Even in a Pandemic, students’ Big Ideas Keep Coming
Normally when Arlington ISD and the Greater Arlington Chamber of Commerce hold their annual What’s Your Big Idea? contest, hundreds of winners and their families pack UT Arlington’s College Park Center to celebrate the deserving students. This year, they still went to UTA, but they never got out of their cars. They drove down the street in decorated cars honking horns and smiling from car windows. What didn’t change: the number of medals handed out to students in grades three through eight for their ingenuity and creativity of products they could sell or businesses they could actually create.
Of the 2,500 essay or art entries, 722 students received finalist honors and 34 captured grand prizes for landing in the top three spots among their grades. Staffers and volunteers from Arlington ISD and the Chamber of Commerce lined the street in front of College Park where vehicles paraded down the street and made pit stops to pick up their awards and receive well-deserved shout outs.
The top winners drove away with not only medals for their efforts but goodie bags that included an iPad, tickets to Six Flags Over Texas and a Texas Rangers baseball game, gift cards to Arlington Highlands eateries, baseball caps, and even Texas Rangers bobbleheads.
COVID might have shifted the celebration outdoors and winners had to remain in their cars, but Chamber of Commerce President Michael Jacobson said the overall objective of the contest was not lost.
“The future of our community is brightest when we unleash the innovation and creativity that exist in the minds of the next generation of entrepreneurs, our students,” Jacobson said. “The ‘What’s Your Big Idea?’ contest integrates entrepreneurship directly into the classroom as the country’s largest curriculum-based entrepreneurship contest. With more than 24,000 ideas submitted over the past 15 years, we’re engaging students at a young age to believe in their big ideas and help bring them to life.”
Essays were judged by the Chamber and the Chamber’s Partners in Education Advisory Council on the basis of grade-appropriate focus and coherence, organization, development of ideas, voice and conventions such as grammar, spelling and punctuation. Art is judged on basic principles of art and advertisement effectiveness.
“We had a lot of logistical challenges but were able to overcome them because people worked really hard to make that happen,” said Scott Parsinen, a Chamber volunteer. “Everything sent in was online so we did a lot of sitting and looking at screens. But it was worth it. The ideas were great. They weren’t lacking because of the pandemic, that’s for sure.”
One idea from a student winner from Bryant Elementary was a “Bully Bot,” a robot device that snaps to a backpack. It records conversations during bullying scenarios. Another idea, also from a Bryant student, was an app that won’t allow you to log into your Chromebook until you’ve answered questions about what you learned that day.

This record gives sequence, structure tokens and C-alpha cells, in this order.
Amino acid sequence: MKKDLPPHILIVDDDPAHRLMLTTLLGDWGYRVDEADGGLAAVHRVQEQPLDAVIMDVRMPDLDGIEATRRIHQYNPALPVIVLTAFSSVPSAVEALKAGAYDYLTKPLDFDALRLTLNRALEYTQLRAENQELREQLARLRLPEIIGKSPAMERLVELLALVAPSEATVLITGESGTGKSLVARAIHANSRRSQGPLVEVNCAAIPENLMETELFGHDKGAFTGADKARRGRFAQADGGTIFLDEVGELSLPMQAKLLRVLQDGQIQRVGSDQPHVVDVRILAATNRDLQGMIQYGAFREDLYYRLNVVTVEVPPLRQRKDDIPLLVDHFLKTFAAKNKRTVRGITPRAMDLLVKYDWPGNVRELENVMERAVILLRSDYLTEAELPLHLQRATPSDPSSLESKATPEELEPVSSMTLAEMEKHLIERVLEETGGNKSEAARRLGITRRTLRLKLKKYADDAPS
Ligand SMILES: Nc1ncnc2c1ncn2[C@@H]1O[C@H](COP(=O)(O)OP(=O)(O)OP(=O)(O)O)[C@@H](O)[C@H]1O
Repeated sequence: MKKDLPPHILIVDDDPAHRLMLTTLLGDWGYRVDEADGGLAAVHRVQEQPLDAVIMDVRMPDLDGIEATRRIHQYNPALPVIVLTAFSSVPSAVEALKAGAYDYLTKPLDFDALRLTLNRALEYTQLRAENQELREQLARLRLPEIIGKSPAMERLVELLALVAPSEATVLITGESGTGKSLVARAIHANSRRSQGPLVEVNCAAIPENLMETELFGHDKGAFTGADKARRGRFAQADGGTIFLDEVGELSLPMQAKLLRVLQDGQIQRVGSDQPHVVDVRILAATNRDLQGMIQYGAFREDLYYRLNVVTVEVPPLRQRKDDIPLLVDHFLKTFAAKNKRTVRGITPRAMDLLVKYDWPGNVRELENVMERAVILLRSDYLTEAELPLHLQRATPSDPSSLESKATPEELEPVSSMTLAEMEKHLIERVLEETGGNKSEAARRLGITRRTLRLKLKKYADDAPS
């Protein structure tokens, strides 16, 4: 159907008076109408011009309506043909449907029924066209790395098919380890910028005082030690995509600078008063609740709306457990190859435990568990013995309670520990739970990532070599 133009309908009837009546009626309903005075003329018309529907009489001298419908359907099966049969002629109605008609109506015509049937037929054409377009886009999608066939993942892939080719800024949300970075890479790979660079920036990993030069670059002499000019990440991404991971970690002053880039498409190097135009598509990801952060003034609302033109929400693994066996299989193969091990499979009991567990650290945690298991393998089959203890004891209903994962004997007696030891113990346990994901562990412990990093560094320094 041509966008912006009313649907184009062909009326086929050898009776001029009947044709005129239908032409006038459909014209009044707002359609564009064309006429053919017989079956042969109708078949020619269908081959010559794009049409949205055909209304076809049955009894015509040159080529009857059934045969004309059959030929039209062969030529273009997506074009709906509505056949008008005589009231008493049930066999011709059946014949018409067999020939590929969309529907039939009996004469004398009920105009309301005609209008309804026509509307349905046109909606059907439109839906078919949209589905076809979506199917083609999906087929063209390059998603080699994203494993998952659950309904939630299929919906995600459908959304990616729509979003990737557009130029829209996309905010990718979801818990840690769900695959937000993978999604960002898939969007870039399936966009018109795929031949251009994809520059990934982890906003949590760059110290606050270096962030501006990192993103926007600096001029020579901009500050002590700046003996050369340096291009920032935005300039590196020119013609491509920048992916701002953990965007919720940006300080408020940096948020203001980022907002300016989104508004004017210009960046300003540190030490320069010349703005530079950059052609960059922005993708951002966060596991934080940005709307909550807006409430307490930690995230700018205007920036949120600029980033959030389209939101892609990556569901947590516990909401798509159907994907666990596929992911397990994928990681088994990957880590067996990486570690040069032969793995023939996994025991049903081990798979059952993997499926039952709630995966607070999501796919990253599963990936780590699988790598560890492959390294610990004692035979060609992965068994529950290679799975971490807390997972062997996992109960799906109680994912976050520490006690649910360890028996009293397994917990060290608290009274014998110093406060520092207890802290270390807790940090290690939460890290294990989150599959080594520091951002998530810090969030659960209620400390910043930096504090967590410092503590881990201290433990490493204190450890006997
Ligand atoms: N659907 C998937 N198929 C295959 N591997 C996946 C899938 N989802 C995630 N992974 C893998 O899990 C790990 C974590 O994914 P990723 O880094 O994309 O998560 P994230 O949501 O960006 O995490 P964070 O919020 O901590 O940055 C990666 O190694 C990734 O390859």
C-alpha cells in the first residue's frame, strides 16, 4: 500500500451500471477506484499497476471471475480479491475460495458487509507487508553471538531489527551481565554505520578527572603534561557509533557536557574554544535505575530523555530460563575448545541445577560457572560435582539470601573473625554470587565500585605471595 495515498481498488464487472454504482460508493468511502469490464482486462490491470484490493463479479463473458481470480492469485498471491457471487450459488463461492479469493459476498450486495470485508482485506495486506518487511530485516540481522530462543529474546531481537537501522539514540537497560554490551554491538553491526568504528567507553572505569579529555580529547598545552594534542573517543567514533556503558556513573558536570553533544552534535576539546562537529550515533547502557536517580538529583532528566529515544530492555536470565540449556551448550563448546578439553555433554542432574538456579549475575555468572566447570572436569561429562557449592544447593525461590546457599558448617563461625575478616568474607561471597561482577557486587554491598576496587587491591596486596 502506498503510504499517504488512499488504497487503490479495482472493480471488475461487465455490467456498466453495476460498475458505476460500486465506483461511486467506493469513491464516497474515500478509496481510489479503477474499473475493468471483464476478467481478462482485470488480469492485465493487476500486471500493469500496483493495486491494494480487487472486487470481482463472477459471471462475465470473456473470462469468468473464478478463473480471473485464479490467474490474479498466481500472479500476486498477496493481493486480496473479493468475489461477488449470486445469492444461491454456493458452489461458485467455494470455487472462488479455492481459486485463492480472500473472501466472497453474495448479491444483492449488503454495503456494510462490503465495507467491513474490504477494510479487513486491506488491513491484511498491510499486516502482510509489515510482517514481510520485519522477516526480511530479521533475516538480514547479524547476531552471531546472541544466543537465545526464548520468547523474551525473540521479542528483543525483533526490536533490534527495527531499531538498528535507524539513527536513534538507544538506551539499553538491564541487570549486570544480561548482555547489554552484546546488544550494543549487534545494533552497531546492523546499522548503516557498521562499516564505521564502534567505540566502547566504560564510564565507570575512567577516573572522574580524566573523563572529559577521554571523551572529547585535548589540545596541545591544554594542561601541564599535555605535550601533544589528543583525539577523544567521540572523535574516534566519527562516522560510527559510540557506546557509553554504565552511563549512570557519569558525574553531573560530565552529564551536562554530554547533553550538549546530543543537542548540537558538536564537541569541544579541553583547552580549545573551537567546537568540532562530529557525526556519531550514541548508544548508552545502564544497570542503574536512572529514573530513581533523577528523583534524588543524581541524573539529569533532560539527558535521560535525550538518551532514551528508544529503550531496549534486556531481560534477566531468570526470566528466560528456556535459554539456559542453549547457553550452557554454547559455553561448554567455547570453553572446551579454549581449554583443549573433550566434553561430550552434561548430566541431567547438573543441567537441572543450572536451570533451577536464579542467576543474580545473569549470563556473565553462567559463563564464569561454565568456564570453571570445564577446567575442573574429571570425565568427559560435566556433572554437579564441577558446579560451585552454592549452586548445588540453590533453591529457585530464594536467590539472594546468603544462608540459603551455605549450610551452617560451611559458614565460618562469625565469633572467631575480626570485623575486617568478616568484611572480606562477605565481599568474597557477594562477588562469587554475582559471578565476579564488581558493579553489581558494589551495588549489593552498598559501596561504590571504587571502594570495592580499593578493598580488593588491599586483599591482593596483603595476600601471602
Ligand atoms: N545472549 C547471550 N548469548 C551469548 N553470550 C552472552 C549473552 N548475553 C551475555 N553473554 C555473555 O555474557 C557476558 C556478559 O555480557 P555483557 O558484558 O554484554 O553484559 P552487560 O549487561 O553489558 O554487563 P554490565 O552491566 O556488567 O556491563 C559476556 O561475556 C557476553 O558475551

“It was called the Doublecheck App,” said the student’s third-grade teacher, Tippi Ellis. “Also, if you didn’t pass your doublecheck it would send you to a tutoring link. How clever is that?”
Ellis and her fellow third-grade teacher at Bryant, Allie Schulman, were part of the welcoming committee who lined the sidewalk shouting out encouragement to students who normally would have strolled across the big stage inside a 7,000-seat arena. The teachers held up signs that read, “Way to Go” and “Bryant Entrepreneurs.”
Butler principal Jennifer Bohannon was also there to congratulate her students, many of whom walked away (or drove away) with medals.
“It is a traditional thing at Butler, something we try to promote with the kids by just generating what ideas are in your head?” she said of the contest. “Put those on paper or draw them. We love it because this contest allows for all these different avenues, whether writing or drawing. I think they just have a lot of fun because it’s an experience where they are allowed to think completely out of the box.”
Board of Trustees member Polly Walton was one of the sidewalk cheerleaders, welcoming the students as they arrived.
“This is so important,” she said. “These kids get a chance to think about things. Get creative. Really come up with good ideas that can help people.”
That’s the most fun for the students, Butler’s Bohannon said.
“We tell them the world is your oyster,” she said. “Whatever is in your head, make it come to life. Because the thing is, they think because they are little, their ideas won’t be that impactful. So we have to tell them from the start that they can make a difference. It’s just really cool to see them take that and run with it.”